Rail 724: so what would a Labour government do?

It is time to start thinking about what a Labour government – or a Labour dominated administration – might do in terms of rail, and particular, franchising, policy if elected in 2015. It is of course by no means certain that Labour will be the biggest party, but Mystic Wolmar puts the chances at around 70 per cent which means that it is definitely worth examining what might happen.

The issue of rail renationalisation has dogged the Labour party ever since privatisation. It is popular in the grassroots, but regarded as taboo by the leadership. When in opposition, Tony Blair once foolishly and disingenuously committed the party to seeking ‘a publicly-owned railway, publicly accountable’, a commitment that he never intended to fulfil.

Alistair Darling, as transport secretary, was rather more honest in his opposition. He spoke against a 2004 conference motion to renationalise the railways by arguing it would cost billions of pounds when the resolution made clear it was only suggesting that franchises be taken in house when they ran out, something that would not cost anything. The motion was passed by an almost two thirds majority, but the days when Labour conference resolutions determined party policy are long gone.

Therefore as Labour governments came and went, the privatised structure remained intact. When Labour ministers were asked why they were continuing with the franchising process, they argued that it had delivered improvements to the railway and implied that taking them back in house would run counter to EU rules. Even when East Coast was taken back following the successive failures of Sea Containers and National Express, Lord Adonis, the then Transport Secretary, said that this would only be a temporary since otherwise EU rules would be breached. I checked this out at the time and found that it would be quite easy for Labour to simply remove the franchise from the contracting out process, and therefore legally it could keep Directly Operated Railways running the line indefinitely.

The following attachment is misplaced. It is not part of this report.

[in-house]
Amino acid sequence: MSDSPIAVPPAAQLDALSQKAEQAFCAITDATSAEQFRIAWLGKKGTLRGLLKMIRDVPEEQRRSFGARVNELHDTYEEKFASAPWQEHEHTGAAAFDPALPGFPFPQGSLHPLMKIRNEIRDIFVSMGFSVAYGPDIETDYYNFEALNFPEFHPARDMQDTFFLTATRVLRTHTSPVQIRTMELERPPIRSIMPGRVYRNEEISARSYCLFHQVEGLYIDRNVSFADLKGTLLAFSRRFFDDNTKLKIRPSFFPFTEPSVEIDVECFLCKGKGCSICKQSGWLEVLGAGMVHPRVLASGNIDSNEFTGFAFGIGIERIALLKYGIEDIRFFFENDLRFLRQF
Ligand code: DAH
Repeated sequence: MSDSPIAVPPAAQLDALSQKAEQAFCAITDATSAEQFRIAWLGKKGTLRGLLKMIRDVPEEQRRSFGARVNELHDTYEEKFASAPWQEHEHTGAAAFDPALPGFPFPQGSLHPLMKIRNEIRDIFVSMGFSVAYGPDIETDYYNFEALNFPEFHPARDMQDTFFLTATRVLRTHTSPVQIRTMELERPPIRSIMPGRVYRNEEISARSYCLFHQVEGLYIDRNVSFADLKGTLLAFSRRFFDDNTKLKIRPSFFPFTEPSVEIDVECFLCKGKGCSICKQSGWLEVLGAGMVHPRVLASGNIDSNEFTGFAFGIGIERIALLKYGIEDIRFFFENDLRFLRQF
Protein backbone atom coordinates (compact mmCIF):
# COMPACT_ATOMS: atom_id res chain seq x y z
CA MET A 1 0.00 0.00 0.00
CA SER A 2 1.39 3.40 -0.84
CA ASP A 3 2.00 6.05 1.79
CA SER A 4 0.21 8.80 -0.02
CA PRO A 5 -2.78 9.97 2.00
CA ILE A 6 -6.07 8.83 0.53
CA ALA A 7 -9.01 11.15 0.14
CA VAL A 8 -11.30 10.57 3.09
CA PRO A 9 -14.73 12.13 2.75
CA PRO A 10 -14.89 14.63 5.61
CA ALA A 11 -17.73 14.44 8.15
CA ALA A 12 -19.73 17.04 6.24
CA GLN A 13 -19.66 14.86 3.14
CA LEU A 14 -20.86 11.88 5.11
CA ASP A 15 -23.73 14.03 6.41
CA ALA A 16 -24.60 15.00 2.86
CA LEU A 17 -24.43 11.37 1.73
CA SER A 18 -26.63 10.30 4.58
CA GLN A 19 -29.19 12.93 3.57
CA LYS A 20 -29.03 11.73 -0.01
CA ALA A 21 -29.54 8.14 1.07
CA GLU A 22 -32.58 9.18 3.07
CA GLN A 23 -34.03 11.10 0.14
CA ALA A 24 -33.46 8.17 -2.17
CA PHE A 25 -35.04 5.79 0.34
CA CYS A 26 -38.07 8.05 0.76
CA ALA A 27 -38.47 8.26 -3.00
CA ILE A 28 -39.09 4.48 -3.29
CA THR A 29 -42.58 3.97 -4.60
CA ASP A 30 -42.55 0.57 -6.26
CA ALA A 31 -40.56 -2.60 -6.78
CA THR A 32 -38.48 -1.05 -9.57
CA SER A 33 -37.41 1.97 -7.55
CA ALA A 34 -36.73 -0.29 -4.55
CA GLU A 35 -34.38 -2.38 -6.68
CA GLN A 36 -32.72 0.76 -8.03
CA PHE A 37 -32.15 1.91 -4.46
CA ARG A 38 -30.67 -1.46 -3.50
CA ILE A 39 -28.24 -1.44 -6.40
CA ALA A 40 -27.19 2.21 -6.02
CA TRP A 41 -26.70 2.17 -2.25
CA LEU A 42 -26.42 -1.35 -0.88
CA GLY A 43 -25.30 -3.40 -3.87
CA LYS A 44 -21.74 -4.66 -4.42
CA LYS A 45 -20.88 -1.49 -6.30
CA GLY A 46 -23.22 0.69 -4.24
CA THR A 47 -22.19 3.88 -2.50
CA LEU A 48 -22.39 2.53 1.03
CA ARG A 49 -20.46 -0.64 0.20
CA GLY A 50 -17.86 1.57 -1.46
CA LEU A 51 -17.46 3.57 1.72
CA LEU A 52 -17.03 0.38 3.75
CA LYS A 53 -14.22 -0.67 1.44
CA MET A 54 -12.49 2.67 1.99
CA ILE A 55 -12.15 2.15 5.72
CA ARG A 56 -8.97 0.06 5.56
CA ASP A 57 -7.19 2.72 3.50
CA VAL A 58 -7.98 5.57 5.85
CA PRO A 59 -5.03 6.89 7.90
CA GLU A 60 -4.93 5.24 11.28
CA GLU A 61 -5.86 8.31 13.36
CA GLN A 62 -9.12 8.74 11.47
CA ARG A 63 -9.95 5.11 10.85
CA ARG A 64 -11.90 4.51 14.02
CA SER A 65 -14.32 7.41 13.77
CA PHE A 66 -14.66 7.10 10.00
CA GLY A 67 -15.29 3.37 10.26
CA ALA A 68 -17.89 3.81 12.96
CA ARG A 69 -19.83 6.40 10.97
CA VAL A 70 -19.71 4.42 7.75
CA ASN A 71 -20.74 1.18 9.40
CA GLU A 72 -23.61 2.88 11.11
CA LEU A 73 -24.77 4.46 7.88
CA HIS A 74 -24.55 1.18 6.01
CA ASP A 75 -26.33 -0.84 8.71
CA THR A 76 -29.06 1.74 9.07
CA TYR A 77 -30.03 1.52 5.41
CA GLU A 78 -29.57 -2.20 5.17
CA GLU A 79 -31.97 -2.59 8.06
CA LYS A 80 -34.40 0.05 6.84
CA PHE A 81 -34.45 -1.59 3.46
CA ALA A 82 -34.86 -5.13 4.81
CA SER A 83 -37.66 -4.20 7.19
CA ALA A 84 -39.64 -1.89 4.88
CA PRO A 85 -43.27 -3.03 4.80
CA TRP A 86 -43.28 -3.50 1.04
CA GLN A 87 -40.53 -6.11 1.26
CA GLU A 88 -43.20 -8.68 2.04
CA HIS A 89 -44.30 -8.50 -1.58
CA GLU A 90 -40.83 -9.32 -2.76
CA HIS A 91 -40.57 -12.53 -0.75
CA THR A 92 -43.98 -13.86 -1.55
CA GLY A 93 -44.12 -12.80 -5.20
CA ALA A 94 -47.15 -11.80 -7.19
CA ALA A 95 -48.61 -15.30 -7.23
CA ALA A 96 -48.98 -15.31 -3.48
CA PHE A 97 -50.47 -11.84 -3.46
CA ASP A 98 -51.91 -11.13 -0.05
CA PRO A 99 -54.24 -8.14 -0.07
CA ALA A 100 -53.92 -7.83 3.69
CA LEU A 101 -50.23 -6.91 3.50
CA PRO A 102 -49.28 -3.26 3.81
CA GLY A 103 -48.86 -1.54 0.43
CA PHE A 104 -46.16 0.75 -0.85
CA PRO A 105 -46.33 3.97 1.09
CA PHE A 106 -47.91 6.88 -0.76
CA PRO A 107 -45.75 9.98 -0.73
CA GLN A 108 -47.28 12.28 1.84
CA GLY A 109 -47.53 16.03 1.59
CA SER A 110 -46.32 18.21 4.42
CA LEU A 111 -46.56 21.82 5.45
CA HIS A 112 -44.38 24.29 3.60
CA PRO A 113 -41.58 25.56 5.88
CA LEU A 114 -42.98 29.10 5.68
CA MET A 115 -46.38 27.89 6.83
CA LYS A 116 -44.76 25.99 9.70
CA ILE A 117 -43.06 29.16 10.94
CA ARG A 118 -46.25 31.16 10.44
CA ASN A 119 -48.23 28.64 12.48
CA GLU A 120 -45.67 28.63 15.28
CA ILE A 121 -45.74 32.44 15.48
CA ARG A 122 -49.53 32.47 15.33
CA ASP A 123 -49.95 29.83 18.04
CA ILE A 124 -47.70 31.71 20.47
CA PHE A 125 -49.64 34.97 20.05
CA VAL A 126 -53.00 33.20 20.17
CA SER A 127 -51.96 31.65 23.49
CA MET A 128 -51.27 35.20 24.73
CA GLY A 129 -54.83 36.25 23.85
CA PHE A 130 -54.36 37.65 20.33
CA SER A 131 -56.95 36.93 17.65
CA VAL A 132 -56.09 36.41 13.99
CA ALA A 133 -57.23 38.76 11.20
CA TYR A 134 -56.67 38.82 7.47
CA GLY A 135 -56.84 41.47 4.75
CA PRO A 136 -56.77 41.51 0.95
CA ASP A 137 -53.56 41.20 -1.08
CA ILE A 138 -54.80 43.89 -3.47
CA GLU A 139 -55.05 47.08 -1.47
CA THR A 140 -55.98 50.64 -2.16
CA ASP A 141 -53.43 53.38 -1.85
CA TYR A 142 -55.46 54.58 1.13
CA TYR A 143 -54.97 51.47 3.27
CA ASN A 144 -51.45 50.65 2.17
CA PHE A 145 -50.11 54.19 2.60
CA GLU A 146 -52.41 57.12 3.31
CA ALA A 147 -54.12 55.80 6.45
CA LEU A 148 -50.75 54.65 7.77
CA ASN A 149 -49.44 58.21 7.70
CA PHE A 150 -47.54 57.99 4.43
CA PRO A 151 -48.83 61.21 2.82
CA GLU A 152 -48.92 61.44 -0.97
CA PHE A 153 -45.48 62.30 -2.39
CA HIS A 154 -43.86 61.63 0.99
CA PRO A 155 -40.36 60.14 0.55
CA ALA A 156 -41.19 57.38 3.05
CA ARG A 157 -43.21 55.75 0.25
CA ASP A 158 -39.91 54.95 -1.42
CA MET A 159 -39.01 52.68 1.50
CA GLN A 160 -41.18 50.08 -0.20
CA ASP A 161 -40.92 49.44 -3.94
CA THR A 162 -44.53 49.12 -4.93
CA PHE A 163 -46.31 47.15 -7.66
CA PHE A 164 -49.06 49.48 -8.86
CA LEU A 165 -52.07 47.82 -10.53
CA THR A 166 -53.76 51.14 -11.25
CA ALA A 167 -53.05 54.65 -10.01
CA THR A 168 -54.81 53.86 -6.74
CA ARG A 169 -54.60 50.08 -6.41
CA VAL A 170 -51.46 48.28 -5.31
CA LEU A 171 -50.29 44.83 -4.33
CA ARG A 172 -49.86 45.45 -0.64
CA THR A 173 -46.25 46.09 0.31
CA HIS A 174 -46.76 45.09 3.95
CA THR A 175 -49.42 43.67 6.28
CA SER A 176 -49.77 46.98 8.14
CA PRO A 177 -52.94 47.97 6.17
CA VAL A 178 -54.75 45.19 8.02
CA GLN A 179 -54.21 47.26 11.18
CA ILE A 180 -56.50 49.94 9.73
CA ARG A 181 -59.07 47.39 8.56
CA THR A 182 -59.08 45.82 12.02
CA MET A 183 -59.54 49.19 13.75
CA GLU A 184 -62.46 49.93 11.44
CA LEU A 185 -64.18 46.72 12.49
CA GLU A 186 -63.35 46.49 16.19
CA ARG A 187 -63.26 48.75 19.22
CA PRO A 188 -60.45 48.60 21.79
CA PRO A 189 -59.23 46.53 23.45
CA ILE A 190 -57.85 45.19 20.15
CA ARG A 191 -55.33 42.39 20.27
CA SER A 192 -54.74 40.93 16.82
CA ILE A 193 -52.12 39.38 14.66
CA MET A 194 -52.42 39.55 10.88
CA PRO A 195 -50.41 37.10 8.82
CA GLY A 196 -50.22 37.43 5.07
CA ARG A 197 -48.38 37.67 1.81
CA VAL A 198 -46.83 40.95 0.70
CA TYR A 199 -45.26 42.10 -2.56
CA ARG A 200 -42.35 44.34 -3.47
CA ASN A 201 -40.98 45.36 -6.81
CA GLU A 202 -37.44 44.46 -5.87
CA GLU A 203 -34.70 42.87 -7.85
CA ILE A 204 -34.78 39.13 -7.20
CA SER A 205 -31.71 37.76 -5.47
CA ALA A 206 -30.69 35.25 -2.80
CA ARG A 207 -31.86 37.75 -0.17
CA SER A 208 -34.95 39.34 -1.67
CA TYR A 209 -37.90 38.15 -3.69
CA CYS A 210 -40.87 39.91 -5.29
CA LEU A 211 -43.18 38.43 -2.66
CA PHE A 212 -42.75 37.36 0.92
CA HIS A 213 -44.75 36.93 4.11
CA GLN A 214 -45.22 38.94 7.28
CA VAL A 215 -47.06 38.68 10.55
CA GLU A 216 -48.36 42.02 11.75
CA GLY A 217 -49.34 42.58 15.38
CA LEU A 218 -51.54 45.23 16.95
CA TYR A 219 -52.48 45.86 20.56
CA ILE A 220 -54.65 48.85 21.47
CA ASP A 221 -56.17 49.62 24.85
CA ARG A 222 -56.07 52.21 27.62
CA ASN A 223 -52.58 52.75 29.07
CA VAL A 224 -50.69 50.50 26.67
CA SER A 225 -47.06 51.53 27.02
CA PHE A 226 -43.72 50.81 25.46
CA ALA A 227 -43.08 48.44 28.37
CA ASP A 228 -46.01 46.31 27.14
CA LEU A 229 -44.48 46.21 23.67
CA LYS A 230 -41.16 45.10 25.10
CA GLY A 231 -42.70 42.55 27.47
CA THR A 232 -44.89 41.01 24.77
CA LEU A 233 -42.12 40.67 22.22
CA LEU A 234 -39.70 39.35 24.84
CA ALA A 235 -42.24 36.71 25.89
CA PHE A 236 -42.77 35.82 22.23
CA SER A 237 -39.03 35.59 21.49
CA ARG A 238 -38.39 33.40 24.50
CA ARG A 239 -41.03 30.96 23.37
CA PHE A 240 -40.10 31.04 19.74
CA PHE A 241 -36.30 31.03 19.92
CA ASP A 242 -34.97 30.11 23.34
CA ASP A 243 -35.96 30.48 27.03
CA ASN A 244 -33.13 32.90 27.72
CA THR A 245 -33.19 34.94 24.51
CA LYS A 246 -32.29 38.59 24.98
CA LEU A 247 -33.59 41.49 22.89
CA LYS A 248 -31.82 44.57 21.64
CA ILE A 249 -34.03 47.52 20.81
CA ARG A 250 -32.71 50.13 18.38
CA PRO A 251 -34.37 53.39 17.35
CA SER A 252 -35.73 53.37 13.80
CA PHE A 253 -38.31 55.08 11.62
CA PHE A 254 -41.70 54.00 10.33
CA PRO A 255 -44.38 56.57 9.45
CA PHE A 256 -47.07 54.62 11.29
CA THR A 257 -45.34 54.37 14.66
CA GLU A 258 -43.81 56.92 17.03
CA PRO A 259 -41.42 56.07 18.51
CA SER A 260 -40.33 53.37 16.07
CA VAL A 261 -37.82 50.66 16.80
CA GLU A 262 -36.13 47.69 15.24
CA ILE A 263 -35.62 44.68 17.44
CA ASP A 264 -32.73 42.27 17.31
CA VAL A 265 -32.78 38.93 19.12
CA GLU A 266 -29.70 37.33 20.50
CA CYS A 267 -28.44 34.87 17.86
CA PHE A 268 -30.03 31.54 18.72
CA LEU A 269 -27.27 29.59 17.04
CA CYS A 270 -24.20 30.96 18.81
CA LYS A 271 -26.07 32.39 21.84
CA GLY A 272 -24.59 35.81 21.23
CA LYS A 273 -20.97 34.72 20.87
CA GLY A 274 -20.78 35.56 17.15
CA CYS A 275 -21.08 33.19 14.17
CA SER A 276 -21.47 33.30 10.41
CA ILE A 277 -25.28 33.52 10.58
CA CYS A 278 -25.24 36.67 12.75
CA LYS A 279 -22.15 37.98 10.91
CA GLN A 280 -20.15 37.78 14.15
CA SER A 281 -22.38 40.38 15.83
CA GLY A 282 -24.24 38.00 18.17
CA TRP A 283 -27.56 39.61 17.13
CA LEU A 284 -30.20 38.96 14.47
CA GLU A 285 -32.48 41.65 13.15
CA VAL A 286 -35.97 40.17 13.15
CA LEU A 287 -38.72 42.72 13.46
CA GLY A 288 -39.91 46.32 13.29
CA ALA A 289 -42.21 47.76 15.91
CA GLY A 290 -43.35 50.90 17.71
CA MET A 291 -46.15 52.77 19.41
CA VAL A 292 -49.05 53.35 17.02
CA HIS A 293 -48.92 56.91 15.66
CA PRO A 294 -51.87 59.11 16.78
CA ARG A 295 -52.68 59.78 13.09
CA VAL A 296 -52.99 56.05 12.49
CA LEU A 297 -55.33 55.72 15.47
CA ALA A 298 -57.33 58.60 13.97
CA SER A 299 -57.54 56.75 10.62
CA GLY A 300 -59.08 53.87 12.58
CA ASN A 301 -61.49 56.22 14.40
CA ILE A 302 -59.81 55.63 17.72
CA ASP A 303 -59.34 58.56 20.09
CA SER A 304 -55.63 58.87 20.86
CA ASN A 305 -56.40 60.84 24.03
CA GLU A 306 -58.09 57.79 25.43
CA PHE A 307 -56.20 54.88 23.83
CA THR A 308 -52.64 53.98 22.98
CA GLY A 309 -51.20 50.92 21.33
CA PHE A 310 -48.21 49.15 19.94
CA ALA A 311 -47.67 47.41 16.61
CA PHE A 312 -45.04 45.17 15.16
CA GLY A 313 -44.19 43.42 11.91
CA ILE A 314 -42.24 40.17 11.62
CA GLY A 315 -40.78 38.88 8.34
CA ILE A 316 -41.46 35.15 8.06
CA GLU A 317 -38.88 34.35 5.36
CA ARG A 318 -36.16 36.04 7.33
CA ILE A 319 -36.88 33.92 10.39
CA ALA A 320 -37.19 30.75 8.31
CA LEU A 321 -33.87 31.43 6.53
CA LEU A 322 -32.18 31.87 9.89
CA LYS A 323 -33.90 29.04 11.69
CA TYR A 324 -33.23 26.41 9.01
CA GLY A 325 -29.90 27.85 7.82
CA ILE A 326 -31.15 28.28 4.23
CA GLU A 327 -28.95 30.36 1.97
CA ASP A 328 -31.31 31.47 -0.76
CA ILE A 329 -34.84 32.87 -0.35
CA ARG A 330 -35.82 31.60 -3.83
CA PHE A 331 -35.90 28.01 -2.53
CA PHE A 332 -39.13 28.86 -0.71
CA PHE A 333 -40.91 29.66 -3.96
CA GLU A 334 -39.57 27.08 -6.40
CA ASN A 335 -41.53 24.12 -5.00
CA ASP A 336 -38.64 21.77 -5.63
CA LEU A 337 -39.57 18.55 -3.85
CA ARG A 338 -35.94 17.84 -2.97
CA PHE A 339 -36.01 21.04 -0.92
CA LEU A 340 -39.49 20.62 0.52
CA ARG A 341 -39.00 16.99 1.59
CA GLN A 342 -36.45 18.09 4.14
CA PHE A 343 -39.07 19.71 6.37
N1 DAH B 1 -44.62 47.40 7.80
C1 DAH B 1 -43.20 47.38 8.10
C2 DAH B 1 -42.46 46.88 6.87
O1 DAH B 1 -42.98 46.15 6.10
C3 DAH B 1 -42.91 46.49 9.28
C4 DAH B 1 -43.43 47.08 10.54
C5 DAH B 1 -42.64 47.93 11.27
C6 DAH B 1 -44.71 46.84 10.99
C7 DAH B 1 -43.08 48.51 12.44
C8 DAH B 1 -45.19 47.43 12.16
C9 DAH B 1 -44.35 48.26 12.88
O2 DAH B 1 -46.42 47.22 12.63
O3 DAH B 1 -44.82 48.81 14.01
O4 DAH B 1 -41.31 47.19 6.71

So something more was afoot. There were other reasons for Labour’s hesitancy. I have probed senior party figures about this and there are vague concerns such Labour being seen to be taking a step backwards and doubts about whether a public organisation would be good at marketing. This seems to forget the wonderful ‘Age of the Train’ InterCity ads (though the celebrity who featured in them I best not mentioned!). The Labour leaders dare not say it, but I suspect they are worried about bolshy unions, too.

The same reluctance to see state-run enterprise applied to Network Rail, too. When Railtrack was taken out of administration in 2002, the obvious solution would have been to simply renationalise it, especially as so much government money was paid as a grant to the organisation. But oh no, the neo-liberal ethic of the Labour government and, in particular, of the Chancellor Gordon Brown meant that despite much support on the Labour benches for renationalisation, the complicated structure of a ‘company limited by guarantee’ was created instead. The reality, of course, as everyone in the industry admits privately, is that the company is effectively state owned, which is pretty obvious given its debt of £28bn and growing.

The good performance of Directly Operated Railways, the government company, in running East Coast railways has further muddied the waters. Quietly and effectively, East Coast has improved its product, especially first class, developed far better industrial relations (ask any of its conductors on board), increased passenger numbers (at times faster than West Coast whatever self-interested Mr Beardie has to say) and returned vast amounts of cash to the Exchequer without the need for any to be hived off for profits.

Indeed, so successful has East Coast being, that the Coalition government, terrified of the example being set, has put the franchise at the top of the list for refranchising, which, as I have said before, was a blatantly political move given the fact that so many other franchises, where the need is far more urgent, have been pushed back in the queue.

Therefore Labour’s rethink is coming at an interesting time, Labour policy is currently being redrafted and, supposedly, all options are open. This has been a long process. Within weeks of the last election, there was talk of a Labour party policy on railways being prepared for the ‘next’ party conference, but now three annual gatherings have gone by since the election and there is no sign of any firm commitment. Certainly Maria Eagle, the now well-established transport spokeswoman (Mystic Wolmar warning – that probably has put paid to her prospects of retaining the post) is thought to be sympathetic to the idea of renationalising railway operations but cannot say so publicly with such because of the policy review. Ed Miliband is cautious but debate is raging within the party and options remain open